[MUD-Dev] Innovation restrictions (was: Information sharing)
rayzam at home.com
Mon May 7 18:37:54 New Zealand Standard Time 2001
----- Original Message -----
From: "Jeremy Noetzelman" <jjn at kriln.net>
To: <mud-dev at kanga.nu>
Sent: Monday, May 07, 2001 12:02 PM
Subject: Re: [MUD-Dev] Innovation restrictions (was: Information sharing)
> On Sun, 6 May 2001, Greg Munt wrote:
>> Yet another thing that slows innovation, perhaps. Players don't
>> want it.
>> Or, at least, players are unwilling/unready to accept big changes
>> to something that they already use. Innovation has to be presented
>> as a completely new game.
> Well, I've just left my long time position as head coder of Duris
> DikuMUD not in small part due to the innate reaction players seem to
> have to change nowadays.
> Perhaps I'm being too ... nostalgic, but I think that a few years
> ago, most players actually liked new and different things, whereas
> at least in the Duris playerbase (and many others that I've
> observed, albeit at a surface level) people are so resistant to
> change that they will practically revolt.
Yep, this happens. However, it's a waiting game. Everytime we make a
modification, there's a huge public outcry against it. Amusingly
enough, some of the loudest voices are from people who haven't even
bothered to read the announcement or details: 'They changed <blah>!
They shouldn't have changed <blah>! That's horrendous and it means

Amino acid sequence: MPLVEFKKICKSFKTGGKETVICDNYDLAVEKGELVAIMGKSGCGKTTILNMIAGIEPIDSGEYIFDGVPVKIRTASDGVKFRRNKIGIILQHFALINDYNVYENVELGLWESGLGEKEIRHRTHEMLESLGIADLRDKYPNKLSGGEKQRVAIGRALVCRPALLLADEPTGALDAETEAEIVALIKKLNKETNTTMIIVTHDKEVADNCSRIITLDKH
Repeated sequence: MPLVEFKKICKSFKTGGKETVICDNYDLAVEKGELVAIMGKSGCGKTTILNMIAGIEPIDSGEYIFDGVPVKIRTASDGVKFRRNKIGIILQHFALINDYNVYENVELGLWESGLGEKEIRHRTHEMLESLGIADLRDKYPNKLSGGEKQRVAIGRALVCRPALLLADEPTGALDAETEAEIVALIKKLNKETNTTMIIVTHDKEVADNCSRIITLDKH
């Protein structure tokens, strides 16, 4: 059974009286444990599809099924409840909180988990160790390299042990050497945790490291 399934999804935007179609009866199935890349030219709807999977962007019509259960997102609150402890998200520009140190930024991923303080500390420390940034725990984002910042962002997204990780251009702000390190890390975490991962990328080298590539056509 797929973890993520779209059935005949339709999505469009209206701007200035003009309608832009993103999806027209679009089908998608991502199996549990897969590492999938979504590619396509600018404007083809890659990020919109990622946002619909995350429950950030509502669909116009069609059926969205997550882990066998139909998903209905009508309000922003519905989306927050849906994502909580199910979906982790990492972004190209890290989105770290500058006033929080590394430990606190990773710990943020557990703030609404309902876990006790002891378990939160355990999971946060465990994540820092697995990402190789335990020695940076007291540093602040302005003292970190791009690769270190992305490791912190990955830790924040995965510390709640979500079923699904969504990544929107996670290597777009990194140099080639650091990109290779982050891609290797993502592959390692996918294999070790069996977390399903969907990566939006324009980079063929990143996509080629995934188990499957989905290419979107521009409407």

that Boffo will now be screwed!'. When you ask them why the change
will affect Boffo like that [because apparently, the modification
always affects a friend of theirs, not themselves directly :)], they
don't know the details about it.
Then there are those players who are worth their bandwidth in
gold. They think about the change, and want to discuss it with you,
and bring up good and bad points. They allow for a real discussion. In
the end, a large portion of these are still just resistant to the
change [if it ain't broke, why fix it?].
However, revisit it a few months down the line. For our major changes,
the majority of players do embrace them over time. The ones that
don't, vote with their feet. The ones that stay like it. Of course,
this could be related to cognitive dissonance, in a hazing ritual type
> Another interesting observation is that in my experience, players
> try to shoehorn new and different things into terms they understand.
> When you change something old into something new, they will force
> the new features or innovations into the old box, and in the long
> run not experience the whole of whatever it is that you added.
Human nature, related to schemas, and how we tend to process
things. Not a universal truth, but a shortcut used in many cases,
unless more specific thought is given to the issue.
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